Related to both words kind and to child. From 1590s as an adjective, from the noun and as a shortening of akin. Legal next of kin (1540s) does not include the widow, "she being specifically provided for by the law as widow" [Century Dictionary], and must be a blood relation of the deceased.

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life (n.)

Old English life (dative lif) "animated corporeal existence; lifetime, period between birth and death; the history of an individual from birth to death, written account of a person's life; way of life (good or bad); condition of being a living thing, opposite of death; spiritual existence imparted by God, through Christ, to the believer," from Proto-Germanic *leiban (source also of Old Norse lif "life, body," Old Frisian, Old Saxon lif "life, person, body," Dutch lijf "body," Old High German lib "life," German Leib "body"), properly "continuance, perseverance," from PIE root *leip- "to stick, adhere."

The noun associated with live (v.) "to live," which is literally "to continue, remain." Extended 1703 to inanimate objects, "term of duration or existence." Sense of "vitality, energy in action, expression, etc." is from 1580s. Meaning "conspicuously active part of human existence, pleasures or pursuits of the world or society" is by 1770s. Meaning "cause or source of living" led to the sense "vivifying or animating principle," and thus "one who keeps things lively" in life of the party (1787). Meaning "imprisonment for life, a life sentence" is from 1903. Paired alliteratively with limb from 1640s. Not on your life "by no means" is attested from 1896.

In gaming, an additional turn at play for a character; this transferred use was prefigured by uses in card-playing (1806), billiards (1856), etc., in reference to a certain number of chances or required objects without which one's turn at the game fails. The life "the living form or model, semblance" is from 1590s. Life-and-death "of dire importance" is from 1822; life-or-death (adj.) is from 1897. Life-jacket is from 1840; life-preserver from 1630s of anything that is meant to save a life, 1803 of devices worn to prevent drowning. Life-saver is from 1883, figurative use from 1909, as a brand of hard sugar candy from 1912, so called for shape.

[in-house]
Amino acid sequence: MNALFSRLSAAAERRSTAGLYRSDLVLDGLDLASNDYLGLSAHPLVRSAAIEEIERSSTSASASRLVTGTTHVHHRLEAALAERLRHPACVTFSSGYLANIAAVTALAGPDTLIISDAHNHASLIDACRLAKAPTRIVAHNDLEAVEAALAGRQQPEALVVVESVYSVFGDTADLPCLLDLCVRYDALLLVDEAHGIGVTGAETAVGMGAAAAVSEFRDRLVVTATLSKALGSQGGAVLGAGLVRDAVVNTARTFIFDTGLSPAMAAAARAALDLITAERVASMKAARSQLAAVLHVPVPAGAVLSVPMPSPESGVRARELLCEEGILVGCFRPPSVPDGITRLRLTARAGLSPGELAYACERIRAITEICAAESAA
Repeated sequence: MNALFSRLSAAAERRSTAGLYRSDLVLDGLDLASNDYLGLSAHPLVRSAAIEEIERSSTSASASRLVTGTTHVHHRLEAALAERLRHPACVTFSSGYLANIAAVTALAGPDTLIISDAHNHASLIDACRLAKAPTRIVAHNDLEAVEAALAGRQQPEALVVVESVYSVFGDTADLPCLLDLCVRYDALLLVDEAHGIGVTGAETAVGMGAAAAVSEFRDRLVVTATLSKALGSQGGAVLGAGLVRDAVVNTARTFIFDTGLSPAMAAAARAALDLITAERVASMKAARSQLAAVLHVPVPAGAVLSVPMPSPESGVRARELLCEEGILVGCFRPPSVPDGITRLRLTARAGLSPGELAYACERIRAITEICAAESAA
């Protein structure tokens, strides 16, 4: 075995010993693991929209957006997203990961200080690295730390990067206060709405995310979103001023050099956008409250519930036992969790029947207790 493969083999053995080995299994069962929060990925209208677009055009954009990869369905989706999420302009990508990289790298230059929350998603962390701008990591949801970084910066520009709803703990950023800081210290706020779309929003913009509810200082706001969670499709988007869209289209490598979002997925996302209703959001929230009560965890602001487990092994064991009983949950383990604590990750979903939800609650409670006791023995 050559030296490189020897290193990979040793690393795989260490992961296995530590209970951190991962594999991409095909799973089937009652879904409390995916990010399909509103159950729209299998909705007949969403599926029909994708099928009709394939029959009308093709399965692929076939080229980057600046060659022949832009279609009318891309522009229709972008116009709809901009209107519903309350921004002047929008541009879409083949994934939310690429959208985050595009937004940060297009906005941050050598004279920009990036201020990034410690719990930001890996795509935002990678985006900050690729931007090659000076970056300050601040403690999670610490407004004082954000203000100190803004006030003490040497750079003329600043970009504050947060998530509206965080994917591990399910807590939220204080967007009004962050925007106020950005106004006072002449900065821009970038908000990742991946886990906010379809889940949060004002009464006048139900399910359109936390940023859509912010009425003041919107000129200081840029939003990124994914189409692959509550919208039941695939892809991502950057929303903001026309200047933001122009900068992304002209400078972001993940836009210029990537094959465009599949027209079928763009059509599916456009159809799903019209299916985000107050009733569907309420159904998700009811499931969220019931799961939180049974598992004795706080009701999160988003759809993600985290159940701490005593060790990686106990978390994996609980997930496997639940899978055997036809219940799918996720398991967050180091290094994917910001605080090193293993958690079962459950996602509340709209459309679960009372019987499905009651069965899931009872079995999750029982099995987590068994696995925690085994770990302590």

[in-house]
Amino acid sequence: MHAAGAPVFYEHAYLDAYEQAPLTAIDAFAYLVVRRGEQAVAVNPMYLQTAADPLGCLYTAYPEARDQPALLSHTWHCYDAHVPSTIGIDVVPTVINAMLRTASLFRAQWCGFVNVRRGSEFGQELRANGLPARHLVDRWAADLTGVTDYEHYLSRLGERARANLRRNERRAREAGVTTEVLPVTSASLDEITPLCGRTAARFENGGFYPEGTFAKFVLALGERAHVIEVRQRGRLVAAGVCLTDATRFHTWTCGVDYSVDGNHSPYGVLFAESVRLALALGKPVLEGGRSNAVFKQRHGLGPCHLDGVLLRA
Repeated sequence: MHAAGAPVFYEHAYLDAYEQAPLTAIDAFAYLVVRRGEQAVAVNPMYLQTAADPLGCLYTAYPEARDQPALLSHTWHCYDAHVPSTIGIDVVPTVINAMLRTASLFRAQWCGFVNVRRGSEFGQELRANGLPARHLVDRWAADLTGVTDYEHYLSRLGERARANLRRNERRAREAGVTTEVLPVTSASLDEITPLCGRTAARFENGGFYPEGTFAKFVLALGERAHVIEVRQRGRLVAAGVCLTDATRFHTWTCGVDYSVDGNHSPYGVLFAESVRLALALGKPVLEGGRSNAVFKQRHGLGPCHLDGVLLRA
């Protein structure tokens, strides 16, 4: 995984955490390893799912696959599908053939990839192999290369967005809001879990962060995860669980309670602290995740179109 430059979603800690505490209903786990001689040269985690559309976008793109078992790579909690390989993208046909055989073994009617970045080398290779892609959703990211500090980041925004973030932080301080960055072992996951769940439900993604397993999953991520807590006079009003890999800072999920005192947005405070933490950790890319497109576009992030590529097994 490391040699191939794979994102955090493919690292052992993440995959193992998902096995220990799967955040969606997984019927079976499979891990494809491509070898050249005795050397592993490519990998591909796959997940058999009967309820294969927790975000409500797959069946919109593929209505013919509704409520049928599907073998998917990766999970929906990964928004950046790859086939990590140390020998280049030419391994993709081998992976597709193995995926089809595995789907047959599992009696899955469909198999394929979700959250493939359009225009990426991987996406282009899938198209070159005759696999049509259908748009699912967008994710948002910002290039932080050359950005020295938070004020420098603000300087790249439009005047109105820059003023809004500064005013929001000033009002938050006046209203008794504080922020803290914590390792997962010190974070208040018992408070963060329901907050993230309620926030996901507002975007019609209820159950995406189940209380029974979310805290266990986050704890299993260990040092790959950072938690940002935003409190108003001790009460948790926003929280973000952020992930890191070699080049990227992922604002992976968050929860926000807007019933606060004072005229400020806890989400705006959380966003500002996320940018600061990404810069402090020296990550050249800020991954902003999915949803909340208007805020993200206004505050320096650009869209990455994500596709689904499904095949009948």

Life-form is from 1861; life-cycle is from 1855; life-expectancy from 1847; life-history in biology from 1870; life-science from 1935. Life-work "the labor to which one's life has been devoted" is from 1848. Expression this is the life is from 1919; verbal shrug that's life is from 1924 (earlier such is life, 1778).

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monster (n.)
Origin and meaning of monster

early 14c., monstre, "malformed animal or human, creature afflicted with a birth defect," from Old French monstre, mostre "monster, monstrosity" (12c.), and directly from Latin monstrum "divine omen (especially one indicating misfortune), portent, sign; abnormal shape; monster, monstrosity," figuratively "repulsive character, object of dread, awful deed, abomination," a derivative of monere "to remind, bring to (one's) recollection, tell (of); admonish, advise, warn, instruct, teach," from PIE *moneie- "to make think of, remind," suffixed (causative) form of root *men- (1) "to think."